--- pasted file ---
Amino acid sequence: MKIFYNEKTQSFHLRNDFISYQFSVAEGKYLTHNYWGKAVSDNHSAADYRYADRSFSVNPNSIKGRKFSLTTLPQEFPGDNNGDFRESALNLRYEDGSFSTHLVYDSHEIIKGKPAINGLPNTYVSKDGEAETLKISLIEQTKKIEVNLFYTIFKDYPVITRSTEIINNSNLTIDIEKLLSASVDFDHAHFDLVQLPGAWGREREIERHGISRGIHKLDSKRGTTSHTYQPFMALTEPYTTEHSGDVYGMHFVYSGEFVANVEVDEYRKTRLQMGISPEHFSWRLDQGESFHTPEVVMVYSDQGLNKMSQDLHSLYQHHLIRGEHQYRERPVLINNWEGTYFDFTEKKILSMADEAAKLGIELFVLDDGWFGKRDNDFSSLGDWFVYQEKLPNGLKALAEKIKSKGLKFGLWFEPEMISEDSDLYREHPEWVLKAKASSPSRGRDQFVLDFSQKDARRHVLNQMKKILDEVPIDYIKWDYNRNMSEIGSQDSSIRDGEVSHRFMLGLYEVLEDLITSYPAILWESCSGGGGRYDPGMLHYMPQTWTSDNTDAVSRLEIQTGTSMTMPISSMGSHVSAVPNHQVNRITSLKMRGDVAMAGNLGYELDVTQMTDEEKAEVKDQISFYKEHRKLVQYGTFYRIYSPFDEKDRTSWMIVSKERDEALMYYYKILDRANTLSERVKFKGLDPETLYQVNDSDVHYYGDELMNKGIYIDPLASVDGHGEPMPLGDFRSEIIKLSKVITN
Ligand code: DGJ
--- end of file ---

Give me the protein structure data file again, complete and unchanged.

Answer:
Amino acid sequence: MKIFYNEKTQSFHLRNDFISYQFSVAEGKYLTHNYWGKAVSDNHSAADYRYADRSFSVNPNSIKGRKFSLTTLPQEFPGDNNGDFRESALNLRYEDGSFSTHLVYDSHEIIKGKPAINGLPNTYVSKDGEAETLKISLIEQTKKIEVNLFYTIFKDYPVITRSTEIINNSNLTIDIEKLLSASVDFDHAHFDLVQLPGAWGREREIERHGISRGIHKLDSKRGTTSHTYQPFMALTEPYTTEHSGDVYGMHFVYSGEFVANVEVDEYRKTRLQMGISPEHFSWRLDQGESFHTPEVVMVYSDQGLNKMSQDLHSLYQHHLIRGEHQYRERPVLINNWEGTYFDFTEKKILSMADEAAKLGIELFVLDDGWFGKRDNDFSSLGDWFVYQEKLPNGLKALAEKIKSKGLKFGLWFEPEMISEDSDLYREHPEWVLKAKASSPSRGRDQFVLDFSQKDARRHVLNQMKKILDEVPIDYIKWDYNRNMSEIGSQDSSIRDGEVSHRFMLGLYEVLEDLITSYPAILWESCSGGGGRYDPGMLHYMPQTWTSDNTDAVSRLEIQTGTSMTMPISSMGSHVSAVPNHQVNRITSLKMRGDVAMAGNLGYELDVTQMTDEEKAEVKDQISFYKEHRKLVQYGTFYRIYSPFDEKDRTSWMIVSKERDEALMYYYKILDRANTLSERVKFKGLDPETLYQVNDSDVHYYGDELMNKGIYIDPLASVDGHGEPMPLGDFRSEIIKLSKVITN
Ligand code: DGJ